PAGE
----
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Calculating Business Rates
Business advice

Calculating Business Rates

27 April 2021

3 min read

Business rates are a reality for millions of companies across the UK and as you plan your months and years ahead, knowing how to estimate business rates could be beneficial in helping you forecast your cash flow. But who pays business rates and what relief might you be entitled to? We’ll cover all that and more in this guide.

What are business rates?

Business rates are a form of tax on commercial properties; the revenue from which is used to fund local government . If you operate your business from a premises, meaning a shop, office, factory or warehouse, for example, you’ll be charged business rates by your local council. You’re also likely to pay full business rates on a property that you partially occupy for business purposes, though your local council has the discretion to award business rates relief.

How business rates are calculated

Business rates are usually reviewed every five years by the Valuation Office Agency (VOA), which tweaks the ‘rateable value’ – the market rental value of a premises at the time of the valuation . The last business rates revaluation came into effect in 2017 (based on rateable values from 2015) but following the COVID-19 pandemic, the government delayed the next revaluation; the updated business rates will take effect from April 2023, based on the rateable values of April 2021 .

How to estimate your business rates

You can estimate your business rates by following the steps below.

  1. Check the rateable value of your business premises.
  2. Use the relevant ‘multiplier’ (a set rate) and multiply it by your rateable value. GOV.UK has a useful table that will help you identify your set rate based on the latest figures.
  3. Deduct any business rate relief that you’re eligible for – more on that later.

Business rates are applied differently across the UK – the steps described above are relevant to England and Wales, but you can read more about how rates are collected in Scotland and Northern Ireland.

How to pay business rates

Your local council will send you a business rates bill in February or March each year. Practically speaking, you can usually pay your business rates by setting up a Direct Debit with the local council, or pay in instalments, or through an online transfer. You can find contact information for your local council on GOV.UK.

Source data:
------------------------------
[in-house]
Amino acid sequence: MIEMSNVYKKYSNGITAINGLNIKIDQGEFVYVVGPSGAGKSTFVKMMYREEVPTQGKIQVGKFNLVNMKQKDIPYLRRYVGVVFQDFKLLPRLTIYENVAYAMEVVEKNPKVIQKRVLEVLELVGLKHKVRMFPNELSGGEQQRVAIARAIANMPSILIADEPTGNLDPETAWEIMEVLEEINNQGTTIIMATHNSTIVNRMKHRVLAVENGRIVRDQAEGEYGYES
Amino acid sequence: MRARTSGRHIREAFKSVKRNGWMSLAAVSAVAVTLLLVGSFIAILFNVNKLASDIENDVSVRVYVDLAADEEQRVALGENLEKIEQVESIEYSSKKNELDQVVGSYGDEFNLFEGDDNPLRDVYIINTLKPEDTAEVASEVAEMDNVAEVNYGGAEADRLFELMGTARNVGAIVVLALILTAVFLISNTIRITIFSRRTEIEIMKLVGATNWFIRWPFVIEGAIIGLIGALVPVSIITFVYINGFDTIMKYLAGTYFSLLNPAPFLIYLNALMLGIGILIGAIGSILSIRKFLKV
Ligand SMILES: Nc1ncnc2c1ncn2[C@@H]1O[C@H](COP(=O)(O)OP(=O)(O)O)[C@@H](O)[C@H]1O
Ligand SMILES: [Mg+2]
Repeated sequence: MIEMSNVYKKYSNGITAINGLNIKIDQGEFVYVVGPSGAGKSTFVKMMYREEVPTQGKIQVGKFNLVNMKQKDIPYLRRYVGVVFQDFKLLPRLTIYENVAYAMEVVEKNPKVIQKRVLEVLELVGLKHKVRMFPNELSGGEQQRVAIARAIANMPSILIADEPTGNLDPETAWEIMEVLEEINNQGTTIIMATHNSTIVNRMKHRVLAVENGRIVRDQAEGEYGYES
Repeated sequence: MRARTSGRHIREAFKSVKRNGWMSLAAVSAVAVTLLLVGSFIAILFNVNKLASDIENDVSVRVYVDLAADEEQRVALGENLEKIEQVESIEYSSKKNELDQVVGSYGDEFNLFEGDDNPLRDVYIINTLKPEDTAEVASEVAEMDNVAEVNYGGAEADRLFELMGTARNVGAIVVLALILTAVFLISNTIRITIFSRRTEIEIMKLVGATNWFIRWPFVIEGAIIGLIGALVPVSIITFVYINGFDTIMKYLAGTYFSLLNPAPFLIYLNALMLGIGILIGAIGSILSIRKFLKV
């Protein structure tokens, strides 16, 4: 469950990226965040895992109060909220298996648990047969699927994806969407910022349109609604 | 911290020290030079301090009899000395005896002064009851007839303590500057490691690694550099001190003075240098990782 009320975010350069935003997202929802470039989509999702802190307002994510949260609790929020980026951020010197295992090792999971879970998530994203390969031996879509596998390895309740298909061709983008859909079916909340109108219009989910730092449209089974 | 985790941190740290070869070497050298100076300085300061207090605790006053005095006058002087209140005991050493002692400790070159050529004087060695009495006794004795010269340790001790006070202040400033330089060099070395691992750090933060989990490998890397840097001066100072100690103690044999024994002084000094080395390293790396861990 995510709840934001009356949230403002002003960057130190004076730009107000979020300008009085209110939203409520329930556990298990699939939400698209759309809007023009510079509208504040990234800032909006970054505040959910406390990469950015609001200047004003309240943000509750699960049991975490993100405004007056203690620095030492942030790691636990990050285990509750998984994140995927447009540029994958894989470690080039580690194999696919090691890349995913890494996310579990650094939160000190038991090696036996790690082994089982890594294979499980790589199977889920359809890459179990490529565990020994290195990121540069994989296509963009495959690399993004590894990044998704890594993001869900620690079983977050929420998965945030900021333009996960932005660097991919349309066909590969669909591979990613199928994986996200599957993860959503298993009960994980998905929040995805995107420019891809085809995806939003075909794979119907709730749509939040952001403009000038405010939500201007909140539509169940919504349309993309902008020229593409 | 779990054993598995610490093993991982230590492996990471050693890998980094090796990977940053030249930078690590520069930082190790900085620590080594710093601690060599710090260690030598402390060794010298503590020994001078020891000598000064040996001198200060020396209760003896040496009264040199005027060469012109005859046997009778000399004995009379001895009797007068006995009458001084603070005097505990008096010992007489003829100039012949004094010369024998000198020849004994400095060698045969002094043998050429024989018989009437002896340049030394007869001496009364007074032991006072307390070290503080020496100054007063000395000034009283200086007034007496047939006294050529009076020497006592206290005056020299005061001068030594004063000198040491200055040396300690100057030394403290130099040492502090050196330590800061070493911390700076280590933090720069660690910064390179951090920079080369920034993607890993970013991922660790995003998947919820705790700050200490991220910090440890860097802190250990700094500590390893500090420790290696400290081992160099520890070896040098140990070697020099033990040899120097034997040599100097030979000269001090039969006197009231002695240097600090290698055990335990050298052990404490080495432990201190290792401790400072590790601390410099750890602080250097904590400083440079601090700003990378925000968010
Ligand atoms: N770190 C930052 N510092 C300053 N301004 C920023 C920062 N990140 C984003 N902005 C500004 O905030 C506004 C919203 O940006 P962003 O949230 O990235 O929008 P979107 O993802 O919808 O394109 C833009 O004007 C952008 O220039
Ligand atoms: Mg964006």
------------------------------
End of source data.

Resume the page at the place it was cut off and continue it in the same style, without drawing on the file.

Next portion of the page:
Business rate exemptions

You can claim for a business rates exemption if you operate your company from one of the following building types:

  • Agricultural buildings and land, including fish farms
  • Buildings that support disabled people with training or their welfare
  • Church halls and businesses registered for public worship

Additionally, you may be entitled to business rates relief if you operate from an empty building for a period. For example:

  • You are exempt from business rates if your premises lies empty for three months, after which you pay the full rate.
  • Warehouses and other industrial buildings are exempt for an additional three months.
  • Listed buildings carry no business rates charge until they are reoccupied
  • Charity-owned properties will not be charged business rates while empty, on the proviso that your activity as the next occupier is mostly for charitable purposes.
  • Likewise, buildings used mostly as community sports clubs carry no business rate charge while empty.


How to apply for business rates relief

If you’re based in England and you wish to make a claim for business rate exemption and relief, you can use the VOA online service to report that you think your premises should be rate-free. There is a separate process for appealing business rates in Wales, and in Scotland there are local assessors who you can contact.

Beyond business rates

Tyl Talks is positively bursting with articles to help you on your journey as a business owner. Read some of our latest guides below.

Disclaimer

This has been prepared by Tyl by NatWest for informational purposes only and should not be treated as advice or a recommendation. There may be other considerations relevant to you and your business so you should undertake your own independent research.

Tyl by NatWest makes no representation, warranty, undertaking or assurance (express or implied) with respect to the adequacy, accuracy, completeness, or reasonableness of the information provided.

Tyl by NatWest accepts no liability for any direct, indirect, or consequential losses (in contract, tort or otherwise) arising from the use of the information contained herein. However, this shall not restrict, exclude, or limit any duty or liability to any person under any applicable laws or regulations of any jurisdiction which may not be lawfully disclaimed.

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